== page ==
We Need Human Touch …

Most of us don’t put a lot of thought into this subject, but there is much to learn from it.  If you were raised in a family who openly showed affection, you are most likely a hugger. You hug family, friends, new acquaintances, etc. It is a social interaction that is part of your daily life. If you were raised in a family who didn’t easily share affection (by that I mean often or at all), you may not like hugging. You probably don’t even understand why some people are so open to affection. Yet, touch is a basic human interaction. An infant is soothed by it. An adult feels comfort, even joy, from it. And what they are feeling is real. It’s significant. Because we all need human touch — the decent, affectionate kind. It has the ability to relieve us of pain, fear, frustration, etc. It has the power to make us feel loved and appreciated. But how does something like a hug do all that? 

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According to researchers, we all have the ability to communicate many feelings through touch. Physical contact is what distinguishes us from other animals. It is a silent language that needs no words. A mother can cuddle her crying baby, in the night, and the message is clear. The infant knows he/she is secure and their crying ceases. A stranger can go into a natural disaster area and offer a hug to a distraught victim. Again, the message is clear. Help has arrived. That compassion, even from a stranger, can be sensed. And it’s powerful. There is also a difference between a caring touch and an aggressive one. The two categories should never be confused.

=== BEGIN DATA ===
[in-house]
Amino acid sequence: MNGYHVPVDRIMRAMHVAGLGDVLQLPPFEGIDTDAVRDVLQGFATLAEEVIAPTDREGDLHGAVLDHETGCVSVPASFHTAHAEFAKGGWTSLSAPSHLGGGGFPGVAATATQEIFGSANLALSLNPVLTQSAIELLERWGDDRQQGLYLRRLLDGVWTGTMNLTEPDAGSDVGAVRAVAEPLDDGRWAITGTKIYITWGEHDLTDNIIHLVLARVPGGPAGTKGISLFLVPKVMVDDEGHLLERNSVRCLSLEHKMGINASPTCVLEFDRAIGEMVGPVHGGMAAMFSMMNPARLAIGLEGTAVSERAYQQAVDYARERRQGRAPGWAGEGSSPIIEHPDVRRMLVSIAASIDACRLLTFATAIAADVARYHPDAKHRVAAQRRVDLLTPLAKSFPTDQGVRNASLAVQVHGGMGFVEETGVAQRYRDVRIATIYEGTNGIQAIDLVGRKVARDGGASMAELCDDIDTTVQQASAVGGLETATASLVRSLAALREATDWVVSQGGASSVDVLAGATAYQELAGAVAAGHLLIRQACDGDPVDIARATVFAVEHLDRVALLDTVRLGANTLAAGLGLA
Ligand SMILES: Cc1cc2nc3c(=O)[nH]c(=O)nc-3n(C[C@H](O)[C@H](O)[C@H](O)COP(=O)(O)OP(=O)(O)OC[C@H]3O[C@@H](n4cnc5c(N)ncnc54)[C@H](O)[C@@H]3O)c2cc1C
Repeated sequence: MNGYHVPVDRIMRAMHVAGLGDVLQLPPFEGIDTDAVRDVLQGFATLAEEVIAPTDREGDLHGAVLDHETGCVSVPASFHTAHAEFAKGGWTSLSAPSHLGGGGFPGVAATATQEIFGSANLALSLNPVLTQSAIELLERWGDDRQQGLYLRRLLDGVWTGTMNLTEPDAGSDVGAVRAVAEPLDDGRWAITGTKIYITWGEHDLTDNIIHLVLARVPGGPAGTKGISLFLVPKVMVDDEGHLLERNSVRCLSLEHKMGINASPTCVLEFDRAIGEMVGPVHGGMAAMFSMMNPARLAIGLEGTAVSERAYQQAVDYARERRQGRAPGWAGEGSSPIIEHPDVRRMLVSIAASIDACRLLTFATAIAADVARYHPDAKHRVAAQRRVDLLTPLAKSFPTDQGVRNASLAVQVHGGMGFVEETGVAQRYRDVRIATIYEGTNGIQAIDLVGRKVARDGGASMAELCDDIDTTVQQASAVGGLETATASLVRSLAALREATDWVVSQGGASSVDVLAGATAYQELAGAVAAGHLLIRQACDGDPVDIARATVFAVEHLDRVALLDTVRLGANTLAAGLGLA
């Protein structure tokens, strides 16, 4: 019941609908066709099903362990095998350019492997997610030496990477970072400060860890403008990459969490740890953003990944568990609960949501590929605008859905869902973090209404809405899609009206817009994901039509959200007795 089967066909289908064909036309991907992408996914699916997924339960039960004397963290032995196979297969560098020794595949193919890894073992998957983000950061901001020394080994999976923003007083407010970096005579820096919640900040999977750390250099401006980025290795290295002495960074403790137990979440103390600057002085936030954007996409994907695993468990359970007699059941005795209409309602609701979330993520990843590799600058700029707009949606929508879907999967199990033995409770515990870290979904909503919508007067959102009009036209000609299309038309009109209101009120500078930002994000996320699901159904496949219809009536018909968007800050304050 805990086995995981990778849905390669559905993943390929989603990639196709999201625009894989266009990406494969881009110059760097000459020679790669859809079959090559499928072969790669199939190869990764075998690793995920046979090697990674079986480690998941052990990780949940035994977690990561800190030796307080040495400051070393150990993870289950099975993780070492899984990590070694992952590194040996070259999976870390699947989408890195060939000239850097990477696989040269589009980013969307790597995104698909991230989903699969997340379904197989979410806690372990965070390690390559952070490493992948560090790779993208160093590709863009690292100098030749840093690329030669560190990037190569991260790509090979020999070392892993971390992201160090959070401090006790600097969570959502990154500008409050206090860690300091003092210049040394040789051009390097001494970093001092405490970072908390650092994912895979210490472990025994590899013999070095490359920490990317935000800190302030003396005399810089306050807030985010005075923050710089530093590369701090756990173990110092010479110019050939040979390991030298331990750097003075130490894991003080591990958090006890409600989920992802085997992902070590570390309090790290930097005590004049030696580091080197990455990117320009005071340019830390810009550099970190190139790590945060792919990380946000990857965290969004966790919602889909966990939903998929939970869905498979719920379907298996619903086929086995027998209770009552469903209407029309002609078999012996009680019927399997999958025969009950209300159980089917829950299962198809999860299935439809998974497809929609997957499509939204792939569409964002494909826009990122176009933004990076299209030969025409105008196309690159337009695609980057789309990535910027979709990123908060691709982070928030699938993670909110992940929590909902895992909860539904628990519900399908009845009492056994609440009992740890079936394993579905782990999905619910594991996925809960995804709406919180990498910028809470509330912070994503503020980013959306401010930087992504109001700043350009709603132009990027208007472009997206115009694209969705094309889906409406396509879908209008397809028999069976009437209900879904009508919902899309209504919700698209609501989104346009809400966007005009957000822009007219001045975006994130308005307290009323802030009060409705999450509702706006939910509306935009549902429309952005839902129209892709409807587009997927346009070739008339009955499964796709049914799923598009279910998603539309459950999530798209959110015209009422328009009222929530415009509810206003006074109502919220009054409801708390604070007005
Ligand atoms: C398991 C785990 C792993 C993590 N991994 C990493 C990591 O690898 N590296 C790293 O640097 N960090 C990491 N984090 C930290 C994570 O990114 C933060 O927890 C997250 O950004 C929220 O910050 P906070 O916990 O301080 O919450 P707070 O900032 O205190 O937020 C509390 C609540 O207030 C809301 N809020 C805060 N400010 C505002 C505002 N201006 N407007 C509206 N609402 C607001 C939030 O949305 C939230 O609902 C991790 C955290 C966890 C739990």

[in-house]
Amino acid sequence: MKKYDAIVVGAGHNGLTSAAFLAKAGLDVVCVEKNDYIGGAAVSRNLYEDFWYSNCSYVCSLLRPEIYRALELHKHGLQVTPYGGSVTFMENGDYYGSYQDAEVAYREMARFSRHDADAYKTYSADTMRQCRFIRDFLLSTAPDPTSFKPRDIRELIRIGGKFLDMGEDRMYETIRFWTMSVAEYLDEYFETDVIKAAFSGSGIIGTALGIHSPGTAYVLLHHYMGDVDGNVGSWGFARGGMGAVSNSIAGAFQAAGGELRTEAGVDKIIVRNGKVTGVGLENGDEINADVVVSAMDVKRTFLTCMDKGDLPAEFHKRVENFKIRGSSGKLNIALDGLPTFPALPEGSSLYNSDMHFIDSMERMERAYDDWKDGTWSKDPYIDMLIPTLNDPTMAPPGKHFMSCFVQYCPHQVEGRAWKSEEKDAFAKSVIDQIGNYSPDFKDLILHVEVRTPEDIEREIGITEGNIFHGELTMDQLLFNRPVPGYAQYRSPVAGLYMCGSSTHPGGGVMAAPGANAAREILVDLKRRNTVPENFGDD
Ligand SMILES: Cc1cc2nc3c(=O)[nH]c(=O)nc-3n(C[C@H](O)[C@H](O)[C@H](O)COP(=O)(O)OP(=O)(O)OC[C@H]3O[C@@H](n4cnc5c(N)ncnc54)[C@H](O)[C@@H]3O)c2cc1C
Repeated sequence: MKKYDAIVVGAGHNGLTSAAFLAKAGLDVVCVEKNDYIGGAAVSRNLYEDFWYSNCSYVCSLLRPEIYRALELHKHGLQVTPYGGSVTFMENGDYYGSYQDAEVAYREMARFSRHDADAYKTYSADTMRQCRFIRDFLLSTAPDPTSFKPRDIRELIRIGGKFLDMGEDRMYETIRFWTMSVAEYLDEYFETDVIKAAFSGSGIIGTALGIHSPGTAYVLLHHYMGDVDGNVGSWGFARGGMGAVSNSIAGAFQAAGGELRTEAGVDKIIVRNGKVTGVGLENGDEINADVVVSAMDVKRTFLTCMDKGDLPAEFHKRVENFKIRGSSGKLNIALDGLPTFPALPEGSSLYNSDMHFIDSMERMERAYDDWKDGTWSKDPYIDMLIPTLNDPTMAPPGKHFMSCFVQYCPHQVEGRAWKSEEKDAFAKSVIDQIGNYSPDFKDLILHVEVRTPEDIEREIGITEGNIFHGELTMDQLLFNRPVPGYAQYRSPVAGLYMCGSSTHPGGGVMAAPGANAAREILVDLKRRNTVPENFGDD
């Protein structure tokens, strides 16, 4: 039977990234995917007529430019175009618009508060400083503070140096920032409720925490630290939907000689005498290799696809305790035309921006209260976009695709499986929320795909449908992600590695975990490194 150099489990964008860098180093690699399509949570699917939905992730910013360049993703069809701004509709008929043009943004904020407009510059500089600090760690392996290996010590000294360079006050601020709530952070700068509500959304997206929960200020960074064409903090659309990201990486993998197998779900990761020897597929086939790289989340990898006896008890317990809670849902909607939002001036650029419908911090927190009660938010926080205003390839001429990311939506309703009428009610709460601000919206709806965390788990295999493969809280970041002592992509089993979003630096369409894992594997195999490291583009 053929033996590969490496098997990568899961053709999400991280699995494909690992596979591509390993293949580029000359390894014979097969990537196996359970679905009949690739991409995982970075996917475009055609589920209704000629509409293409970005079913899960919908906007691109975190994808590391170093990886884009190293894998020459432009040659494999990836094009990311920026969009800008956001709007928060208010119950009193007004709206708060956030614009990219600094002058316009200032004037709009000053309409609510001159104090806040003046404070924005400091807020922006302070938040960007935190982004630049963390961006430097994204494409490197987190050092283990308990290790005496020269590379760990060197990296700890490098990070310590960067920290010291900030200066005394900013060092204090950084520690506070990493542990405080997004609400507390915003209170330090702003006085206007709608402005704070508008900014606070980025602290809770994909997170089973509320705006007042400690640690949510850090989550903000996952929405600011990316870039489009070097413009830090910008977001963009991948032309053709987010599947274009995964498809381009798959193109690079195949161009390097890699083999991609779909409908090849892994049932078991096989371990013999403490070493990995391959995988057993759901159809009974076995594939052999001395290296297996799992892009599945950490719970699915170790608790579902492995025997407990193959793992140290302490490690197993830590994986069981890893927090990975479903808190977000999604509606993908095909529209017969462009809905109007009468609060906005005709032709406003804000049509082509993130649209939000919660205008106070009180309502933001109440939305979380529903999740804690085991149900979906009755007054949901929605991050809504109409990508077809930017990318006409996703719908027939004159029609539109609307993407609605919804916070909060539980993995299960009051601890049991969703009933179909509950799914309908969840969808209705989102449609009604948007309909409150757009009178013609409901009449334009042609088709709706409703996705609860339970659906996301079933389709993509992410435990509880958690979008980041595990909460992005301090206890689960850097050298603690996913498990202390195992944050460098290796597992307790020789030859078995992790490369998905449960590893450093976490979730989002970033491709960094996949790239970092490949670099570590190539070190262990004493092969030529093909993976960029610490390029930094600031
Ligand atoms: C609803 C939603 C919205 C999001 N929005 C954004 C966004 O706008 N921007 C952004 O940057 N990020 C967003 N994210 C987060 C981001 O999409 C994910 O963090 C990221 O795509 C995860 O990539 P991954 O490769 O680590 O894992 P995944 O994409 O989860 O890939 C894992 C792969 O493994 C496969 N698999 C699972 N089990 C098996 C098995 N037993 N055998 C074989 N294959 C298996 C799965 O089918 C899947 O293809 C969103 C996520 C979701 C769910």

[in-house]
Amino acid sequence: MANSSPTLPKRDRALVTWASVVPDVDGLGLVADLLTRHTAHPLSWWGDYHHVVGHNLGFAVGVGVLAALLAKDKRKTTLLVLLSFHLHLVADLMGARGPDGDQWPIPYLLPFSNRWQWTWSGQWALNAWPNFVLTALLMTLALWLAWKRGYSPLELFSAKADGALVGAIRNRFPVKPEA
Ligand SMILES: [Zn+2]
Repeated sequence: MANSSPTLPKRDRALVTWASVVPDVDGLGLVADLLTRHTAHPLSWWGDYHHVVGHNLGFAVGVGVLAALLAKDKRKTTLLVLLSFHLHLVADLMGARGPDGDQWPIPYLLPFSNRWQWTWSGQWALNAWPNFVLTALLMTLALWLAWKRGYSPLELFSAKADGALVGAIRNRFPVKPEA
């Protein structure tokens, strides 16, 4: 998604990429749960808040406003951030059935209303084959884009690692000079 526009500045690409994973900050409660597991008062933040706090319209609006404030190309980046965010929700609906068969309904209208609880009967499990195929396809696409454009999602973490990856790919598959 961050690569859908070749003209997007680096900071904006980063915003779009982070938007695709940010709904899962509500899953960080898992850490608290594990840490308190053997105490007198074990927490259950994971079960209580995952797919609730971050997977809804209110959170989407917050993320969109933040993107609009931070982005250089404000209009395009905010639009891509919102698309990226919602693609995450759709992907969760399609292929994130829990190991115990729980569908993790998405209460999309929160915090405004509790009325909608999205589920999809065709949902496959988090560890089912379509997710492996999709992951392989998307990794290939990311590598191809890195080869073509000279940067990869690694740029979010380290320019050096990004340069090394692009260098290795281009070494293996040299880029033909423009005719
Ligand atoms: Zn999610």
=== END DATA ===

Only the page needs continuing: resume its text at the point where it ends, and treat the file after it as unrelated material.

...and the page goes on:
When we offer or receive a caring hug, oxytocin is released in our bodies. This is a “bonding” hormone. It has the ability to reduce stress, lower cortisol levels and increase our sense of trust/security. In fact, in a study conducted by the University of North Carolina, researchers discovered that women who received more hugs from their partners had lower heart rates and blood pressure. That’s healthy! A massage has the ability to relax the body, ease pain and melt away tension. That’s healthy! Even something as simple as eye contact and a pat on the back from a patient’s doctor may boost their survival rate, despite the complex disease they are fighting (University of California research). It may sound too good to be true, but science supports it.